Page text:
Striking traffic wardens aren’t giving up on their fight for better pay—despite an insulting offer from bosses.
Around 130 Unison union members in Camden, north London, began the second week of their latest round of strikes on Monday.
The wardens—officially known as Civil Enforcement Officers—want £11.15 an hour, improved holiday allowance and better sick pay.
They voted overwhelmingly this week to reject the bosses’ latest offer that would have meant a pay rise of just 17p an hour for most workers.
And the deal would have increased the gap between traffic wardens and supervisors.
Ross, a traffic warden for seven years, laughed when he heard the bosses’ meagre offer.
“It’s too low—it shows what they think of you. But we’re united, and we are one,” he told Socialist Worker.
The contract is run by outsourcing giant NSL which collects millions in permits and fines for Labour-run Camden council.
The parking contract is being re-tendered in 2020, and strikers want it to be brought back in house. CCTV worker Duncan said that being employed directly by the council would mean parity of pay, terms and conditions with other council workers.
“Traffic wardens in other boroughs, such as Hammersmith and Fulham, are paid £14 an hour,” he said. “It would be an end to arbitrary treatment from private contractors.”
Last week’s deal was rejected by some because it didn’t address other grievances about injury at work and holiday allowances. If workers are attacked or otherwise sustain an injury at work they are aren’t given additional time off with company sick pay.
“We’re outside walking for 8.5 hours a day,” said traffic warden Jenny.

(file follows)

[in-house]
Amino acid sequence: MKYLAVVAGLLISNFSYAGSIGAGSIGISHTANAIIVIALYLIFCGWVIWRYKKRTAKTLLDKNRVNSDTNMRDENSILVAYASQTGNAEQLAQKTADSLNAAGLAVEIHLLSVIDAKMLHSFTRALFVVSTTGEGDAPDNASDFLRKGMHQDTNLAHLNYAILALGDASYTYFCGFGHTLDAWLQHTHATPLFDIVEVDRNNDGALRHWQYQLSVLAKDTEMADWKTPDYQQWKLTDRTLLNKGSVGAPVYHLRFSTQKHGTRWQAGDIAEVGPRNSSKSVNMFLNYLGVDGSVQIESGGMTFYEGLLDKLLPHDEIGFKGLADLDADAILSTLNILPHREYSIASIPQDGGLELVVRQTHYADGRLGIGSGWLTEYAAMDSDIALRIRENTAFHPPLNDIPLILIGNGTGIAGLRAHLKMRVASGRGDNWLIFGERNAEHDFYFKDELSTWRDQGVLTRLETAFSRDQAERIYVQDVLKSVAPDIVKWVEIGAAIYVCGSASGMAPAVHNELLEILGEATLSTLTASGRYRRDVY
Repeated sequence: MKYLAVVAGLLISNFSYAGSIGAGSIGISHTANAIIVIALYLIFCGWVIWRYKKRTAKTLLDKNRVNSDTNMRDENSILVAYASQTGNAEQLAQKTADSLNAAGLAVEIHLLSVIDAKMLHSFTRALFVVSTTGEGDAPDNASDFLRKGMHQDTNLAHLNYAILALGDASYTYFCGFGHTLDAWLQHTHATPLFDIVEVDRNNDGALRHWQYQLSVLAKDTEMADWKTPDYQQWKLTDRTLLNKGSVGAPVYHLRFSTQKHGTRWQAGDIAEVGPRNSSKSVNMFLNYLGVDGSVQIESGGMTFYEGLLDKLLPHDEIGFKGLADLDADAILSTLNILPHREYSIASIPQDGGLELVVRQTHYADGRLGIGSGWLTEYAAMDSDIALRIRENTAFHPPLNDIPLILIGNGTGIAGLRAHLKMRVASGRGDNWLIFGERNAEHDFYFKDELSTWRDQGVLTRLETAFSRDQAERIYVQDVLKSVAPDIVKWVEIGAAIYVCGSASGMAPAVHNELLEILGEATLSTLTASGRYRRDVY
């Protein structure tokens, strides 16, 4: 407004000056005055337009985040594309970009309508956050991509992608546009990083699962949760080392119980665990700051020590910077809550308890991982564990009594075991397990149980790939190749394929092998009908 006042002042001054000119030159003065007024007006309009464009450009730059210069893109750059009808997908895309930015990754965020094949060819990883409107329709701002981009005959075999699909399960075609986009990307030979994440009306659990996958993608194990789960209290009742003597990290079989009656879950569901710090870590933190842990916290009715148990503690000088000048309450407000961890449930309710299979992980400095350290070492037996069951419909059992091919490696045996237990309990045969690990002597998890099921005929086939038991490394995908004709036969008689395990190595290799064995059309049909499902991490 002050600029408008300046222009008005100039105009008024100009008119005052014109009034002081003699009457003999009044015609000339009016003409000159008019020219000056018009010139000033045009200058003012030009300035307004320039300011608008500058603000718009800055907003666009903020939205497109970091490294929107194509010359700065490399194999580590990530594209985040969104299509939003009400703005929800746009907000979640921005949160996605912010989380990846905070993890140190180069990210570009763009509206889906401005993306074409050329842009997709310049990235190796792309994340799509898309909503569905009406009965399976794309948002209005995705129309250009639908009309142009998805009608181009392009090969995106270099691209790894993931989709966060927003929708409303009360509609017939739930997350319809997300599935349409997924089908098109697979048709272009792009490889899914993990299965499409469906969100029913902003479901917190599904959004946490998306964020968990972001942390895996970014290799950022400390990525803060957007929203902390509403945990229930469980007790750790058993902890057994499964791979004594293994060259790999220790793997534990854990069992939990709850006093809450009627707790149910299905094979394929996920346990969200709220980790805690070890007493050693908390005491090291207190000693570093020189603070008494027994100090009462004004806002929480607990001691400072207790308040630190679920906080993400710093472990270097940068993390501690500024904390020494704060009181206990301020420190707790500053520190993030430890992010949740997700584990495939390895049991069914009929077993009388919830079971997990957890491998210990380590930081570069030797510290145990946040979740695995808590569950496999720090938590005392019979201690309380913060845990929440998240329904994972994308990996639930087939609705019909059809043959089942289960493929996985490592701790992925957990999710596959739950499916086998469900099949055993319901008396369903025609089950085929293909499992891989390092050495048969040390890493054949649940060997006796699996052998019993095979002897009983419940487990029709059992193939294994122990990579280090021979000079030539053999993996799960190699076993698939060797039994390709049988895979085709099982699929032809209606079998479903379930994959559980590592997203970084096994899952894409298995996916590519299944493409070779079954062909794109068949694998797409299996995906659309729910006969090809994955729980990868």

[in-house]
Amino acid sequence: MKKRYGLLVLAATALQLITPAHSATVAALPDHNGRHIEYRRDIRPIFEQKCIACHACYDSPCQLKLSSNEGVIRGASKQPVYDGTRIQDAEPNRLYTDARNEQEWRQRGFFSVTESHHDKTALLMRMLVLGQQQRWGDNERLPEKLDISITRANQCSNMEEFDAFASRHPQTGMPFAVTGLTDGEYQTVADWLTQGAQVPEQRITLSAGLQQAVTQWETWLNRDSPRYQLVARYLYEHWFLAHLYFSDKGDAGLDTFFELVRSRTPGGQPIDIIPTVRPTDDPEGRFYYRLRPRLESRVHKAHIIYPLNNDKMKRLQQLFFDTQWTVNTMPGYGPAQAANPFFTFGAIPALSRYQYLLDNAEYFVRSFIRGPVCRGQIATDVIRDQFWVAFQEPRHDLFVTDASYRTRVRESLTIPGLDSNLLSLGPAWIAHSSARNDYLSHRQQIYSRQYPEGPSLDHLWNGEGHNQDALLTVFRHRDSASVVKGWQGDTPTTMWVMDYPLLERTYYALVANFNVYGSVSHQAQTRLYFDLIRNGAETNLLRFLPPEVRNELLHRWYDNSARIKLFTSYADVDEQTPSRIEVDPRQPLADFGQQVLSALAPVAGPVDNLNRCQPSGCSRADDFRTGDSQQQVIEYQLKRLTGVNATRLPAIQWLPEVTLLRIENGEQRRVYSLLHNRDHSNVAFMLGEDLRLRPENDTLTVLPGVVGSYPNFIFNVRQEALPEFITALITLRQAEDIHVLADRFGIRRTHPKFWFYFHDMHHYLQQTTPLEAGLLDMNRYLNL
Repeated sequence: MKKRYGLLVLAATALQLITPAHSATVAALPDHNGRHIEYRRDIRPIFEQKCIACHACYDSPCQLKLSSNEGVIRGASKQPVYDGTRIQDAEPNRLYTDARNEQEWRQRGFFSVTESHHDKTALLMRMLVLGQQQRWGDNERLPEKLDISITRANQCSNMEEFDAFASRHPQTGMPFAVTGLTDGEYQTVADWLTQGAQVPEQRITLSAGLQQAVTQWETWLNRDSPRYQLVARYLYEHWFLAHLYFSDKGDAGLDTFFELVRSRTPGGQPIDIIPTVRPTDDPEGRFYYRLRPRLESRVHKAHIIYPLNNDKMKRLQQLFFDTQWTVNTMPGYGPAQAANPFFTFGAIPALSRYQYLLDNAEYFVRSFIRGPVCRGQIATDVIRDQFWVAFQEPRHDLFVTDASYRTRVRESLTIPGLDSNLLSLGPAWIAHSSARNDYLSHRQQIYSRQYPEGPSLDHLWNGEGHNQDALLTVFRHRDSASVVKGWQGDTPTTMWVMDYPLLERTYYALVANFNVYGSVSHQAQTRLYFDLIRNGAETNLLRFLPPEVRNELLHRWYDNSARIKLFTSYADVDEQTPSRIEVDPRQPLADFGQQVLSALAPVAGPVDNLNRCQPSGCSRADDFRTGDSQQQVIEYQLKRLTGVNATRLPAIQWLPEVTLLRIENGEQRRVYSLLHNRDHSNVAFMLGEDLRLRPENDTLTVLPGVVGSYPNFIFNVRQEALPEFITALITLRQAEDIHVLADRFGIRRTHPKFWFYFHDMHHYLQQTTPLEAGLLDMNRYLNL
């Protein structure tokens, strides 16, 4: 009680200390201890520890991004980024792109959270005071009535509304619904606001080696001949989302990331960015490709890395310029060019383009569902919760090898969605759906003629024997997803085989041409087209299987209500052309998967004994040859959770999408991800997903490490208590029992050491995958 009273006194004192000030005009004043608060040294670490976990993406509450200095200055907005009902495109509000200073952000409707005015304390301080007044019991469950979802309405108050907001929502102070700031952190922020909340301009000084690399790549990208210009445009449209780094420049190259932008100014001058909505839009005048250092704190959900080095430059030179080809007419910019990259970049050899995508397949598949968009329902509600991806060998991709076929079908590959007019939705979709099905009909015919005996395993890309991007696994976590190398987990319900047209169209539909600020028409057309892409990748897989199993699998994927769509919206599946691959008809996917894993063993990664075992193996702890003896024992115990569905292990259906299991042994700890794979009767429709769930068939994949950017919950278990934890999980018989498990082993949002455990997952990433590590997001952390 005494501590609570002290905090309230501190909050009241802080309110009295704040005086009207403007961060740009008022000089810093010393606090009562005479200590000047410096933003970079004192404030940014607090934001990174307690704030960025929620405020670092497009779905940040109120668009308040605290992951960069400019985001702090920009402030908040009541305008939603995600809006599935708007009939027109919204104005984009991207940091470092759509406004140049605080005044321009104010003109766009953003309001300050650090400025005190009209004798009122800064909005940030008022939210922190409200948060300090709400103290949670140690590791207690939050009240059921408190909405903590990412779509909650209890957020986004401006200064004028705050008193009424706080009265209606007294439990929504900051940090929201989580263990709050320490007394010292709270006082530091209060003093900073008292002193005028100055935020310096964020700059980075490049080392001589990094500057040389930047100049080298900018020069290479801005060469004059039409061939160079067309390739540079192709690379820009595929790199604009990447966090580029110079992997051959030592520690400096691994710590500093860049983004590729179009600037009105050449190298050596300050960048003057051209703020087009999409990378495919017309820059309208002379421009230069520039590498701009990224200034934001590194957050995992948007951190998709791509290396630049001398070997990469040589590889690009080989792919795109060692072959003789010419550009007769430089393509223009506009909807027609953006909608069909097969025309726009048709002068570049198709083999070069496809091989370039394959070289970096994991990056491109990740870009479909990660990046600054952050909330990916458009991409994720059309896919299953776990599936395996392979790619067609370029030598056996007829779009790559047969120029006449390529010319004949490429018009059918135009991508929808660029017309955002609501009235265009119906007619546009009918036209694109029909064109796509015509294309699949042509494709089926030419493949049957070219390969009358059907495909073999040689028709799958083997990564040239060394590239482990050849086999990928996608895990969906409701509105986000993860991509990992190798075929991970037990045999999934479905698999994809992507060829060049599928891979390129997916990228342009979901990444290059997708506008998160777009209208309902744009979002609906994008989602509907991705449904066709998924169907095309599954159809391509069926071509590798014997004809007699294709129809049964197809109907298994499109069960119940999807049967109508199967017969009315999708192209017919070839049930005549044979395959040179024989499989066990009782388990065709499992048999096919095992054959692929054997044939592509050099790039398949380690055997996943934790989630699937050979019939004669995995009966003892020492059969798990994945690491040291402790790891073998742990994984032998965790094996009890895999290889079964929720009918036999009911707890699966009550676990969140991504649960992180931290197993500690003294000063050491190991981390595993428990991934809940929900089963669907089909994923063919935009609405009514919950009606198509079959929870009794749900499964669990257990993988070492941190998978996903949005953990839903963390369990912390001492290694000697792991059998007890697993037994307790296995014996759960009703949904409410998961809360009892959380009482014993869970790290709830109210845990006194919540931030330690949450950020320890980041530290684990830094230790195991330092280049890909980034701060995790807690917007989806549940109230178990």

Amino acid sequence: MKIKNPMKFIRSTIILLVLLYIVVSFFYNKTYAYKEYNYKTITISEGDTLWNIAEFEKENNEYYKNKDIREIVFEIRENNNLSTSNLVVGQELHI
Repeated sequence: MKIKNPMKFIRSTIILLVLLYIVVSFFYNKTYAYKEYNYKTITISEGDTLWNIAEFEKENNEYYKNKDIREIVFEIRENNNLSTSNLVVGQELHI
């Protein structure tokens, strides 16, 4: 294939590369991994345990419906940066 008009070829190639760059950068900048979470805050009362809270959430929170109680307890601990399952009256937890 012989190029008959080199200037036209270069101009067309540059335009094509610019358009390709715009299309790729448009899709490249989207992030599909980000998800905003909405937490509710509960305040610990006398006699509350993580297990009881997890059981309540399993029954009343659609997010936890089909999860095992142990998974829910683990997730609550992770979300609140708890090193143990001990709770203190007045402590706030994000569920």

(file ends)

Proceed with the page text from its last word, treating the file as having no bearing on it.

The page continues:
“People can push you, there’s a lot of trouble. We get sick because of the weather.
“The way people look at us, and treat us, it’s just abuse. We put ourselves at risk every second we’re at work.”
Strikers have picketed their local bases and Camden council headquarters. Striker Henry said picketing was important “because we want to show we’re solid and we’re not going back”.
“The offer was far lower than what’s expected,” he said. “But if members are willing to fight, then we can get there.”
Many workers have decided not to book in for overtime since the first strikes last October. By Sunday—the last day of strikes, workers will have struck for 33 days.
It’s a huge financial undertaking. But, said Duncan, “people are determined to see it through. Some people just don’t like to get pushed around.”
Camden striker Jenny pointed out the money is there—but it’s going straight to the bosses.
“NSL are able to give a 400 percent pay rise to a top director,” she said. “It’s not like the money isn’t there—they need to share the profit.”
NSL insists it is unable to increase holiday allowance as it has a company-wide policy of 20 days per year.
But strikers found an advert for an NSL role in Brighton advertising 28 holiday days, with the allowance increasing with long service.
Due to the Tory anti-union laws, workers will soon be pushed to reballot over whether to take more action.
They should vote to keep up their fight against fat cats robbing them of a decent wage.
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